On this day … 20 March 1689

Portraits of William III, Thomas Bellingham and James II
Portraits of (from left) William III, Thomas Bellingham and James II

Thomas Bellingham’s Preston diary entry for the day illustrates the disorder and disruption that affected the town following William of Orange’s invasion and James II’s flight to France, the events now termed the Glorious Revolution:

Ye 20th. A very wett day. I went to ye house of Correction, and spoke to Nicholas Collier, one of ye Irish men, who confess’d yt he heard yt K Ja was in Scotland, that Newcastle had declar’d for him, and yt ye Lancashire men would rise to his assistance. I saw Tho Whitehead, lately escap’d from Ireland. He goes to Kirkham …

The previous day, as recorded in Bellingham’s diary, seven Irish men had been sent to Preston by Sir Richard Standish, a lieutenant-colonel in the county militia. They were being held in the house of correction, the county jail at the time.

Nicholas Collier’s confession indicates the extent to which wild rumours about Jacobite activity were circulating, with an invasion by James II threatened from either Scotland or Ireland. It was feared that supporters of James in Lancashire were planning attacks in the county.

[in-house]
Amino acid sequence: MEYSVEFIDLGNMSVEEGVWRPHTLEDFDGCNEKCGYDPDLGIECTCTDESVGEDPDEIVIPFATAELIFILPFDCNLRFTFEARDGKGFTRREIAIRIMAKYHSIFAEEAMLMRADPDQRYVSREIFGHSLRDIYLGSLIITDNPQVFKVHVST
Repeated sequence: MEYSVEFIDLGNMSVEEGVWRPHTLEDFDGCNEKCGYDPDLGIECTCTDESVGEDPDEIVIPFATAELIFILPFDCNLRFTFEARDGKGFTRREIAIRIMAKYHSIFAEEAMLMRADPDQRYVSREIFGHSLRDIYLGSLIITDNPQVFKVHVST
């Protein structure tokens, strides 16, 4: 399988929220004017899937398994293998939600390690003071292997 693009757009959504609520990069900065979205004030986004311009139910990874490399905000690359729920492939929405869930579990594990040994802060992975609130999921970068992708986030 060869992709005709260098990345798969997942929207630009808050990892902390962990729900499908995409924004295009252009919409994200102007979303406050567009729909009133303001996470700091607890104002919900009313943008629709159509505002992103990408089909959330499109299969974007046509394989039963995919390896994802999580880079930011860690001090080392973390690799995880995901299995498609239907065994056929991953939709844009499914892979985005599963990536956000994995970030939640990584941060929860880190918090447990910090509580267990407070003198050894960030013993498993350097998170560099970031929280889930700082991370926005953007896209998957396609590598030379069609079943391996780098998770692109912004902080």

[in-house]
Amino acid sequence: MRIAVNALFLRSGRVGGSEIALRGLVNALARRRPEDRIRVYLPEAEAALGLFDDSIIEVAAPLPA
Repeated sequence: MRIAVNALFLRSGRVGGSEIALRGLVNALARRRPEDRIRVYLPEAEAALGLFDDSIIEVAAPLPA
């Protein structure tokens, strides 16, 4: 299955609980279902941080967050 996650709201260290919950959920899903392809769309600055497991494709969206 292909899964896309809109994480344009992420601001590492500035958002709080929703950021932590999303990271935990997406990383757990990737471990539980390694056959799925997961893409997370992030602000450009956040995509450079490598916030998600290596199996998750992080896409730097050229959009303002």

The prisoners had been arrested heading for Scotland to join forces thought to be led by Sir Theophilus Oglethorpe (1650-1702), who, according to his biography was ‘a rake and a thug’, who, having been deprived of his commission as brigadier-general in December 1689, retired to his estate at Westbroke, near Godalming, Surrey, ‘to dabble in Jacobite intrigue’.

The description of Thomas Whitehead, ‘escaping’ from Ireland, rather than ‘fleeing’, the description applied to earlier arrivals from Ireland, could indicate that Bellingham and others in Preston now believed the threat to Protestants from Catholics in Ireland had increased.

The accounts of their sufferings those Protestants brought with them, no doubt exaggerated by the rumour mill operating in the town, made the position of Preston’s Catholics increasingly dire. The situation was made much worse by the presence of thousands of unruly soldiers camped in the town, waiting for their embarkation for Ireland.

Thomas Whitehead was possibly the person who was briefly the Preston schoolmaster, appointed in the September of 1689 and dying just three weeks later.

One thought on “On this day … 20 March 1689

Leave a Reply

Fill in your details below or click an icon to log in:

WordPress.com Logo

You are commenting using your WordPress.com account. Log Out /  Change )

Facebook photo

You are commenting using your Facebook account. Log Out /  Change )

Connecting to %s